What the Lack of Women On Late Night TV Means for Election 2016
With the return of "The Daily Show" with new host Trevor Noah this week and Stephen Colbert's recent debut on "The Late Show," Glamour's resident conservative and liberal voices — S.E. Cupp and Krystal Marie Ball, respectively — wondered what the late night election coverage would look and sound like if just one of the shows had a woman host. The two friends and political opposites face-off, here, in their latest Political Words with Friends column.
SE: With so much comedy in the 2016 elections on both sides, I wondered what you thought about the lack of women in late night. Did you see this?
KB: Wow. Pretty stunning when you see that whole frat party all together. At least they're not 100 percent white (anymore)!
SE: Well, I subscribe to the Jerry Seinfeld school of comedy: it just has to be funny, not accurately represent the census.
KB: But I’m pretty sure that leaving out half the population is a sure way to miss out on a lot of comedic genius. The two of us could spend this entire convo just listing brilliantly funny ladies. But for some reason, everyone seems to think that it's still too big of a risk to give a woman a late night show—despite the fact that you have comics like Amy Schumer killing it right now and proving that audiences want to hear women’s voices.
SE: Well, Amy Schumer was offered the Daily Show and turned it down. Maybe it’s not a job some women want? But specifically when it comes to this election, I do feel like we're missing a perspective by not having women comedians on late night. We have two women running. Might be nice to have a funny lady to satirize them both!
KB: Agreed! Jimmy Fallon’s Donald Trump impression has been spectacular but something tells me he might have a hard time pulling off Carly Fiorina. And as amazing as Kate McKinnon has been as Hillary Clinton on "Saturday Night Live," it'd be fab to have a regular late night lady presence to talk about and make fun of these two remarkable candidates! For instance, I would have loved to hear a woman comic take down the guys who thought Carly should have smiled more while she destroyed her debate competition.
SE: A woman comedian’s take on the Carly comments and Hillary's "softening her image" might have sounded a lot different. And beyond that, I think women could examine and skewer men in ways that other men might not think to — Jimmy Kimmel isn't going to talk about how Martin O'Malley is actually TOO attractive for politics but a woman might! (Or am I the only one who thinks this?)
KB: Ummm … yes you are definitely the first person I’ve heard voice this concern. The other thing for me though is that it's not just about the comedy, it's about the interviews. A lot of folks (and especially younger Americans) will be getting to know these candidates through late night.
SE: You’re absolutely right that the interviews late night show hosts like Stephen Colbert and Bill Maher do during presidential years are super important. The way a candidate prepares and acts in an interview on a late night show is totally different than a Sunday show. We might test Chris Christie or Hillary Clinton’s policy prowess on State of the Union (CNN every Sunday at 9 a.m. ET — wink!) but we get to see more of their personality on Conan. I wonder how a Tina Fey interview of Hillary would sound compared to a Jimmy Fallon interview?
KB: Or if we are going to dream, Amy Schumer interviewing Carly Fiorina. Something tells me she’d have a harder time dodging Amy’s questions about what was really in those Planned Parenthood videos.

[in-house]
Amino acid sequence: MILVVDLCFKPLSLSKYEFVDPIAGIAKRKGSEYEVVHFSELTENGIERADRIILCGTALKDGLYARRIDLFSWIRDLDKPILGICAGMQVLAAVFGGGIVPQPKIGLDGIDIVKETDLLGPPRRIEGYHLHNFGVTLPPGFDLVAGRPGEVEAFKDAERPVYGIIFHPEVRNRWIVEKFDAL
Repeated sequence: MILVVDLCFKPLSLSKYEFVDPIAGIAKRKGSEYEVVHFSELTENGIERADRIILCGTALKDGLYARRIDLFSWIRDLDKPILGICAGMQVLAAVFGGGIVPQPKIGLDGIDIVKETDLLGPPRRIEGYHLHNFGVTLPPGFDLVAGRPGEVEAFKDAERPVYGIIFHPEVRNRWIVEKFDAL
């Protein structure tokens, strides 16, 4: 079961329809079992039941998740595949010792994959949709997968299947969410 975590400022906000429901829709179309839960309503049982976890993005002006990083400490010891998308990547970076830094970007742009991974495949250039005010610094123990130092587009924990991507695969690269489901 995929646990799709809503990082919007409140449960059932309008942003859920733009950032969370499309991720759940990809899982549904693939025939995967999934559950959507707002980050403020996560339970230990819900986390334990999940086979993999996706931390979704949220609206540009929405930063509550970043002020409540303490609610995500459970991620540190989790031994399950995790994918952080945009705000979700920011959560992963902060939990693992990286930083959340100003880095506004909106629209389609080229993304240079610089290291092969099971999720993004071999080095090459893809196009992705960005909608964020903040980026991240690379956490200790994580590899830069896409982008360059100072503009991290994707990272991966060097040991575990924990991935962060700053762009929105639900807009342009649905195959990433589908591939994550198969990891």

SE: Something tells me Carly could handle any questions Amy Schumer would have. But here’s another good one: Chelsea Handler interviewing Bernie Sanders?! (Did I just blow your mind?)
KB: Mind. Blown.
It's not just about women comedians being able to relate to women candidates on so-called women’s issues. You really do get a different perspective, different style, and different questions depending on who you have in the chair. Probably the most powerful late night moment this year was Colbert's interview with the Vice President. The VP was unbelievably vulnerable with Colbert in part because of their shared faith and their shared history of loss. So yeah, it matters who's in the chair.
SE: Not to overly generalize, but I also think men are better bullsh*tters than women, so they have a higher tolerance for it. Trump is the master of factless distraction and meaningless word salads. Maybe a woman comedian would call him out more candidly — you know, the way we do with our husbands when they fail to make sense. Megyn Kelly was great at corralling Trump during the debate, but I'd love to see how he'd do against a woman comedian who wouldn't hold punches. Do you remember when Whitney Cummings roasted Trump for Comedy Central? She was brilliantly brutal.
KB: Yep. And these bits have long-lasting impact: Just think of Tina Fey's impression of Sarah Palin and how that influenced politics. Tina’s impression was so spot on that people got confused about which things Palin had actually said and which were just Tina’s caricature (ex: I can see Russia from my house!).
SE: For sure, comedy is a powerful commentary on politics. And it seems practically medieval that the only images we'll see leading up to 2016 in late night are of men asking candidates questions.
KB: Ooh! Ooh! I have an idea! You work for CNN, can you get them to sub Amy Poehler and Tina Fey in for Anderson Cooper at the next debate???
SE: Ha! I adore Anderson, and when it comes to debates he's unmatched. But how about we get Amy to fill in for Colbert?
KB: Done. Now I just have to decide whether this is more of a White House We the People petition or change.org kind of thing. But until then, I guess I’ll just have to be content fantasizing about the Chelsea Handler/Bernie Sanders late night interview that the nation is waiting for.
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